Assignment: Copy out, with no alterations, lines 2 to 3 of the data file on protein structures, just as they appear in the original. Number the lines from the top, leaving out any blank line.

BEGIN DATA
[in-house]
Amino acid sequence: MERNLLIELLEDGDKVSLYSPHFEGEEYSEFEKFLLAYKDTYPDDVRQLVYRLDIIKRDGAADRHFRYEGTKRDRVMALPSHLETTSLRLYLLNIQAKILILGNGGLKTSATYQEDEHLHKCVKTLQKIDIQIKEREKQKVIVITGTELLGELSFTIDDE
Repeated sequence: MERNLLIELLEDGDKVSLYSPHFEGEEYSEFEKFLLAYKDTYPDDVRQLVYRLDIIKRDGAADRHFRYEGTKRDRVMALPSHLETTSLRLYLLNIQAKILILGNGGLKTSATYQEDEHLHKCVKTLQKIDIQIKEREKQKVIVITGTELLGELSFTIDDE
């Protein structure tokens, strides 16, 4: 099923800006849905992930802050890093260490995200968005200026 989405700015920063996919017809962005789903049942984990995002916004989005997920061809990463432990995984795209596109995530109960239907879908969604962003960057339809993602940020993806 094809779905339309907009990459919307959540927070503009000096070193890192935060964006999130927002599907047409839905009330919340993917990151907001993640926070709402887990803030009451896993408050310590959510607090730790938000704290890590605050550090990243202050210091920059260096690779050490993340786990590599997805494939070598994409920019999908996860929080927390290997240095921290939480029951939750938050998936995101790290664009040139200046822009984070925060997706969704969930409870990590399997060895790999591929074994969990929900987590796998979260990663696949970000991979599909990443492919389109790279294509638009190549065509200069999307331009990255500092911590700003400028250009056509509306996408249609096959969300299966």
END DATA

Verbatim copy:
Amino acid sequence: MERNLLIELLEDGDKVSLYSPHFEGEEYSEFEKFLLAYKDTYPDDVRQLVYRLDIIKRDGAADRHFRYEGTKRDRVMALPSHLETTSLRLYLLNIQAKILILGNGGLKTSATYQEDEHLHKCVKTLQKIDIQIKEREKQKVIVITGTELLGELSFTIDDE
Repeated sequence: MERNLLIELLEDGDKVSLYSPHFEGEEYSEFEKFLLAYKDTYPDDVRQLVYRLDIIKRDGAADRHFRYEGTKRDRVMALPSHLETTSLRLYLLNIQAKILILGNGGLKTSATYQEDEHLHKCVKTLQKIDIQIKEREKQKVIVITGTELLGELSFTIDDE